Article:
Microtubules have a major structural role in eukaryotic cilia and flagella. Cilia and flagella always extend directly from a MTOC, in this case termed the basal body. The action of motor proteins on the various microtubule strands which run along a cilia or flagellum allow the organelle to bend and generate force for swimming, moving extracellular material, and other roles.

Note that prokaryotes do not possess tubulin or microtubules. Prokaryotic (both bacterial and archaeal) flagella are entirely different in structure from eukaryotic flagella.

Organization during cell division


Mitotic spindle

A notable structure involving microtubules is the mitotic spindle, used by most eukaryotic cells to segregate their chromosomes correctly during cell division. The mitotic spindle includes the spindle microtubules, associated proteins, and the MTOC. The microtubules originate in the MTOC and fan out into the cell; each cell has two MTOC's, as shown in the diagram.

The process of mitosis is facilitated by three main subgroups of microtubules, known as astral, polar, and kinetochore microtubules. An astral microtubule is a microtubule originating from the MTOC that does not connect to a chromosome. Astral microtubules instead interact with the cytoskeleton near the cell membrane and function in concert with specialized dynein motors. Dynein motors pull the MTOC toward the cell membrane, thus assisting in correct positioning and orientation of the entire apparatus.

Kinetochore microtubules directly connect to the chromosomes, at the kinetochores. To clarify the terminology, each chromosome has two chromatids, and each chromatid has a kinetochore; the two kinetophores are linked. The complex created by the two kinetochores on a chromosome is called the centromere.

The polar microtubules from one MTOC intertwine with the microtubules from the other MTOC; motor proteins make them push against each other and assist in the separation of the two daughter cells.

Midbody

Cell division in a typical eukaryote finishes with the generation of a final cytoplasmic bridge between the two daughter cells termed the midbody. This structure is built of microtubules that originally made up part of the mitotic spindle.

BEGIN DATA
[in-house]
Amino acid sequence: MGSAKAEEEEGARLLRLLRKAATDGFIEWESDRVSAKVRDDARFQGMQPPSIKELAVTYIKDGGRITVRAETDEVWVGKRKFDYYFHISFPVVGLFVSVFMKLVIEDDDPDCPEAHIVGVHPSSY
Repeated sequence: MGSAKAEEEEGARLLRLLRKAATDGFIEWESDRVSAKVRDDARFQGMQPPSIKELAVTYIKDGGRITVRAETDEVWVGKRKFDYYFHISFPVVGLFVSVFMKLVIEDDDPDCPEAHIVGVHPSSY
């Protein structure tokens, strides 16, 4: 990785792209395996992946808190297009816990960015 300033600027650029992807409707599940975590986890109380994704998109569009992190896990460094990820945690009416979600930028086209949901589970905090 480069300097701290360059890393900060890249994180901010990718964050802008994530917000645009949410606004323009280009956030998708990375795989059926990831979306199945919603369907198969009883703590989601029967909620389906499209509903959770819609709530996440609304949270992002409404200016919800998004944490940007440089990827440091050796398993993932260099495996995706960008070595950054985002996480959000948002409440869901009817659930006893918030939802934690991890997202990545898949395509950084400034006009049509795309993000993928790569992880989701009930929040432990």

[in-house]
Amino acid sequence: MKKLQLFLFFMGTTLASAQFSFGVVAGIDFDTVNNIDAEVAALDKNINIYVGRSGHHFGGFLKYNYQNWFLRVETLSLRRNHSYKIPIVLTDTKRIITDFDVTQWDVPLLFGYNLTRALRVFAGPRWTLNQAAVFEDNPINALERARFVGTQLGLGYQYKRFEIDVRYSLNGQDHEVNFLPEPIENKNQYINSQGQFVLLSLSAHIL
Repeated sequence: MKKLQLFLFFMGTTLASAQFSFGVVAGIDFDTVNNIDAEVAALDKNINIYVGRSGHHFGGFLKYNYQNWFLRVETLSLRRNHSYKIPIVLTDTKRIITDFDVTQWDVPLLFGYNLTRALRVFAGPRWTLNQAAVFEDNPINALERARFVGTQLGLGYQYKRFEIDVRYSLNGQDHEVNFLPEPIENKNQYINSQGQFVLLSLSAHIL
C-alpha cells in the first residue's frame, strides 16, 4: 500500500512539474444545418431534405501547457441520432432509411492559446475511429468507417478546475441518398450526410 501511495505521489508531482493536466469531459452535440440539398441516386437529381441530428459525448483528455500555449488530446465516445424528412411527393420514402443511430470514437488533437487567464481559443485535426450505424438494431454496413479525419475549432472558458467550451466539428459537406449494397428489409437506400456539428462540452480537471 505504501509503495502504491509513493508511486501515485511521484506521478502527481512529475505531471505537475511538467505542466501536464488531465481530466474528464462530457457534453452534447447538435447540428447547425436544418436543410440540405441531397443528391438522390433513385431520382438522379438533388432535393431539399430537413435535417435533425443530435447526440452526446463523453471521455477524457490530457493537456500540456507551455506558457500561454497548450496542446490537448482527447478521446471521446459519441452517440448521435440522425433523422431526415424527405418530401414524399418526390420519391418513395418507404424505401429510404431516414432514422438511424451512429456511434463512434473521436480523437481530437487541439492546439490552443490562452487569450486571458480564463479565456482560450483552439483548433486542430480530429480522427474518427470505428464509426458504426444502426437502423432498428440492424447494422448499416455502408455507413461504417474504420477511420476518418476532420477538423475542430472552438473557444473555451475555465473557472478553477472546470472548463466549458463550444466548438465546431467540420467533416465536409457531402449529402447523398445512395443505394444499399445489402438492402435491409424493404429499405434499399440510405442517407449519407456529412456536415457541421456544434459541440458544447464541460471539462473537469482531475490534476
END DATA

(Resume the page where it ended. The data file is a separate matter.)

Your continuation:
Nucleation and growth

Microtubules are often nucleated at a dedicated microtubule-organizing centre. Contained within the MTOC is another type of tubulin, γ-tubulin, which is distinct from the α- and β-subunits, which compose the microtubules themselves. The γ-tubulin combines with several other associated proteins to form a circular structure known as the "γ-tubulin ring complex" (γ-TuRC). This complex acts as a scaffold for α/β-tubulin dimers to begin polymerization; it acts as a cap of the (−) end while microtubule growth continues away from the MTOC in the (+) direction.[7]

Cells lacking MTOCs

Some cell types, such as plant cells, do not contain MTOCs. In these cells, microtubules are nucleated from discrete sites in the cytoplasm. Other cell types, such as trypanosomatid parasites, have a MTOC but it is permanently found at the base of a flagellum. Nucleation of microtubules for structural roles and for generation of the mitotic spindle is not from a canonical centriole-like MTOC. The regulation of the microtubule cytoskeleton in these cells is an intense area of study.

Dynamic instability

Dynamic instability refers to the coexistence of assembly and disassembly at the (+) end of a microtubule. The microtubule can dynamically switch between growing and shrinking phases in this region.[8] During polymerization, both the α- and β-subunits of the tubulin dimer are bound to a molecule of GTP.[4] The GTP bound to α-tubulin is stable and it plays a structural function in this bound state. However, the GTP bound to β-tubulin may be hydrolyzed to GDP shortly after assembly resulting in the addition of new dimers. The kinetics of GDP-tubulin are different from those of GTP-tubulin as GDP-tubulin is prone to depolymerization.[9] A GDP-bound tubulin subunit at the tip of a microtubule will fall off, although a GDP-bound tubulin in the middle of a microtubule cannot spontaneously pop out. Since tubulin adds onto the end of the microtubule only in the GTP-bound state, there is a cap of GTP-bound tubulin at the tip of the microtubule, protecting it from disassembly. When hydrolysis catches up to the tip of the microtubule, it begins a rapid depolymerization and shrinkage. This switch from growth to shrinking is called a catastrophe. GTP-bound tubulin can begin adding to the tip of the microtubule again, providing a new cap and protecting the microtubule from shrinking. This is referred to as "rescue".[10]